Was Abraham justified by obedience or by faith?
Having provided a technical definition and explanation of justification by faith in Romans 3:21-31, Paul now turns his attention in Romans 4 to the experience of Abraham. Paul specifically refers to Abraham seven times in the course of the chapter—a rather large number considering Abraham is only mentioned nine times in the entire book and only eighteen times in all of Paul’s letters. For Paul, Abraham becomes a key example of what it means to live by faith. But this leads to an interesting question:
1. Besides Abraham, what other individuals in the Old Testament illustrate that salvation is by faith and not works? And if Abraham is not the only example, why does Paul spend so much time on Abraham in Romans 4?
Abraham was a pivotal figure in Judaism. He was the father of the Jewish race, and also an example to Jews of what it meant to be really Jewish. In fact, Jews living in the first century B.C. and A.D. not only saw in Abraham an ideal example of the importance of obedience, but an example of justification by works. This can be seen in a Jewish book written in the second century B.C. called Jubilees. The book claims to be a story told by an angel to Moses during the forty days he was on Mount Sinai (Ex. 24:18), and focuses specifically on the experience of Abraham. The stories, however, are not exactly like the ones in the Old Testament. In the case of Abraham, the author also introduces a number of apocryphal stories about Abraham’s childhood to illustrate that God chose Abraham because he was obedient. The author also whitewashes some of the more sordid tales from Abraham’s life. For example, in the story of how Pharaoh took Abraham’s wife Sarah, the author conveniently omits the part about Abraham lying about her identity as his wife.
The book of Jubilees also gives additional insight into the importance some Jews placed on circumcision. In Jubilees the angel tells Moses that in the future the sons of Israel will turn away from obeying the law of circumcision. As a result, “Great wrath from the Lord will be upon the sons of Israel…because they have made themselves like the gentiles…. There is therefore for them no forgiveness or pardon so that they might be pardoned and forgiven from all the sins of this eternal error” (Jub. 15:33). This sounds like something Paul’s opponents would have agreed with themselves.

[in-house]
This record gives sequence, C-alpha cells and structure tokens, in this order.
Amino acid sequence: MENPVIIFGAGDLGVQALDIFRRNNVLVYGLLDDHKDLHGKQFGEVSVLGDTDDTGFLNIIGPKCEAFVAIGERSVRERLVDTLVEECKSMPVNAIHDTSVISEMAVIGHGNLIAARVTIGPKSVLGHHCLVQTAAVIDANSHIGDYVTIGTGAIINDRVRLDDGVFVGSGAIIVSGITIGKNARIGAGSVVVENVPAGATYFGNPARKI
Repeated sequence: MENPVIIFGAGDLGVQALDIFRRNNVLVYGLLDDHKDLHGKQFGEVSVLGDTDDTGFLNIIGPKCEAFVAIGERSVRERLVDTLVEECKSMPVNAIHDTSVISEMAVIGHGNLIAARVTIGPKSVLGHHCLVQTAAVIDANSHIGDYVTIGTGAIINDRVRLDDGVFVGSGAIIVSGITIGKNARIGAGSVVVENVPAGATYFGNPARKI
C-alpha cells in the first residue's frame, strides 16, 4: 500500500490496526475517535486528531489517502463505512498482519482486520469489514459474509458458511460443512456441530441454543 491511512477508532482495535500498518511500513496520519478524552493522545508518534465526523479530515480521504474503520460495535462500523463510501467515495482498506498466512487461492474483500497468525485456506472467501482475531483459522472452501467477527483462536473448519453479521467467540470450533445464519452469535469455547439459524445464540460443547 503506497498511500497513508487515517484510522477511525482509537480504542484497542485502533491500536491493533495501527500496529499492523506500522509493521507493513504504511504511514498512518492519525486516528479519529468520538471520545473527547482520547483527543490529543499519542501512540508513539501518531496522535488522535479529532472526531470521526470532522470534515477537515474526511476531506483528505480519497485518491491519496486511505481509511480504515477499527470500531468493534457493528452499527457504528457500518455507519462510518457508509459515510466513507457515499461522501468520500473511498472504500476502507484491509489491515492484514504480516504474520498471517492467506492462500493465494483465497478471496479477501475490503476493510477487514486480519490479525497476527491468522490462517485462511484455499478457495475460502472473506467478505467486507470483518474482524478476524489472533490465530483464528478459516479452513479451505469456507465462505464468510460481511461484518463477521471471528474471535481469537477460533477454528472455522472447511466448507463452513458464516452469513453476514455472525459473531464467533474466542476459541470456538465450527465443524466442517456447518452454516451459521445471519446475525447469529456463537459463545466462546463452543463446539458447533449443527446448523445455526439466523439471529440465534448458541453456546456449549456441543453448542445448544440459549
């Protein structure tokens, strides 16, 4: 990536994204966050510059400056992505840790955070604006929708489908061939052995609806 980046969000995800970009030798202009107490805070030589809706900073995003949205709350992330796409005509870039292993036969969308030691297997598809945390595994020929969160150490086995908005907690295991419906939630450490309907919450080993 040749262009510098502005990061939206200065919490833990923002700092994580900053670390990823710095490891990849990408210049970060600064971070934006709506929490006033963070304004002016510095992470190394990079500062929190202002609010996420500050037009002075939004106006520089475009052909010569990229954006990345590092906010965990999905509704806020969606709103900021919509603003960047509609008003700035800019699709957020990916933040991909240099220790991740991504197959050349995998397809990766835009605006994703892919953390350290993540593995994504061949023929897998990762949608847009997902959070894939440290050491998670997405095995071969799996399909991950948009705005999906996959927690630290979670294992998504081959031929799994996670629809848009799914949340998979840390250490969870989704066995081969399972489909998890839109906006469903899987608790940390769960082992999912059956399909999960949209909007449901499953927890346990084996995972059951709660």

Seen from this perspective, Paul’s focus on Abraham appears to be a deliberate attempt on his part to counteract the skewed picture of Abraham being advocated by other Jews.
2. Obedience was certainly an important part of Abraham’s life. What examples in Abraham life indicate that “faith” not “works” was the basis of Abraham’s acceptance with God? See Gen. 12:1-5; Gen. 15:1-6.
In both Romans and Galatians, Paul quotes Genesis 15:6. “Abraham believed God, and it was counted to him as righteousness.” Paul specifically focuses on the word “counted” or “reckoned.” It is used a total of eleven times in connection to Abraham in Romans 4 (Rom. 4:3, 4, 5, 6, 8, 9, 10, 11, 22, 23, 24). Drawn from the business world, this terms means to “credit” or “to place something to an individual’s account.” According to Paul’s metaphor what is placed to our account is righteousness—the very thing we lack in ourselves. God does not count us righteous because of our obedience, as Paul’s opponents claimed. Scripture clearly says that it was because of Abraham’s faith that God counted him as righteous. Abraham’s obedience was not the ground of his justification; it was the result of it!
The basis of God’s covenant with Abraham centered on God’s promise to him. In the span of three short verses in Genesis 12:1-3, God says to Abraham four times, “I will.” “I will show you a land.” “I will make you a great nation.” I will bless you.” And finally, “I will bless those who bless you.” God’s promises to Abraham are amazing because they are completely one-sided. Notice how God does all the promising and requires Abraham to promise nothing in return. This is the opposite of how most people try to relate to God. We usually promise God that we will serve him, if he will do something for us in return. But that is legalism. God did not ask Abraham to promise anything. Instead, God asks Abraham to accept his promises by faith. Of course, that was no easy task. Abraham had to learn to trust completely in God and not in himself, something that goes against all worldly wisdom.
3. In his discussion of the experience of Abraham, Paul says Abraham “did not weaken in faith” (4:19) and that “no distrust made him waver concerning the promise of God” (4:20). Is this entirely true? What struggles did Abraham have in trusting God’s promise? Is there any value in recounting Abraham’s struggles? What hope might we find for our own less-than-perfect history with the “rose-colored” version Paul tells?
4. Paul says that circumcision was a sign and seal of righteousness by faith (4:11)? Isn’t the act of circumcision all about behavior? In what sense can Paul say circumcision is connected to faith.
5. The law does not appear to have played a significant role in Abraham’s experience with God—at least not like it did with the Israelites at Mt. Sinai. What role then does the law play in our salvation today? See Rom. 4:15; 5:20; Gal. 3:19
6. Although we might believe in the “idea” of justification by faith, in ways might we still be trying to earn God’s favor in the things we do or the way we act?